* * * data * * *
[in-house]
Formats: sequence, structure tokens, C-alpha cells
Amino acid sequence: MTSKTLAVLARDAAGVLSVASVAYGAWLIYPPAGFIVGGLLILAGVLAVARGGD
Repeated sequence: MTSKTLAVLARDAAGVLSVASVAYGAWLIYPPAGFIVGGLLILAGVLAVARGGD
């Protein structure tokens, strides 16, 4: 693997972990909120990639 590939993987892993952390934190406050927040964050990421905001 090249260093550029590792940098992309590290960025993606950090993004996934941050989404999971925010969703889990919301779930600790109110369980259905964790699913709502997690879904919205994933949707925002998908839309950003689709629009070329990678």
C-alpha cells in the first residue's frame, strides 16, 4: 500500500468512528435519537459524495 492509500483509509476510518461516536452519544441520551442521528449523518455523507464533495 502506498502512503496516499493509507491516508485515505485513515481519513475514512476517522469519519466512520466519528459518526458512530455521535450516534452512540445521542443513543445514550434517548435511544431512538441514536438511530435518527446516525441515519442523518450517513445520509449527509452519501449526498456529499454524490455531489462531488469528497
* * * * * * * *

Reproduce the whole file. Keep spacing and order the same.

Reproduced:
[in-house]
Formats: sequence, structure tokens, C-alpha cells
Amino acid sequence: MTSKTLAVLARDAAGVLSVASVAYGAWLIYPPAGFIVGGLLILAGVLAVARGGD
Repeated sequence: MTSKTLAVLARDAAGVLSVASVAYGAWLIYPPAGFIVGGLLILAGVLAVARGGD
């Protein structure tokens, strides 16, 4: 693997972990909120990639 590939993987892993952390934190406050927040964050990421905001 090249260093550029590792940098992309590290960025993606950090993004996934941050989404999971925010969703889990919301779930600790109110369980259905964790699913709502997690879904919205994933949707925002998908839309950003689709629009070329990678």
C-alpha cells in the first residue's frame, strides 16, 4: 500500500468512528435519537459524495 492509500483509509476510518461516536452519544441520551442521528449523518455523507464533495 502506498502512503496516499493509507491516508485515505485513515481519513475514512476517522469519519466512520466519528459518526458512530455521535450516534452512540445521542443513543445514550434517548435511544431512538441514536438511530435518527446516525441515519442523518450517513445520509449527509452519501449526498456529499454524490455531489462531488469528497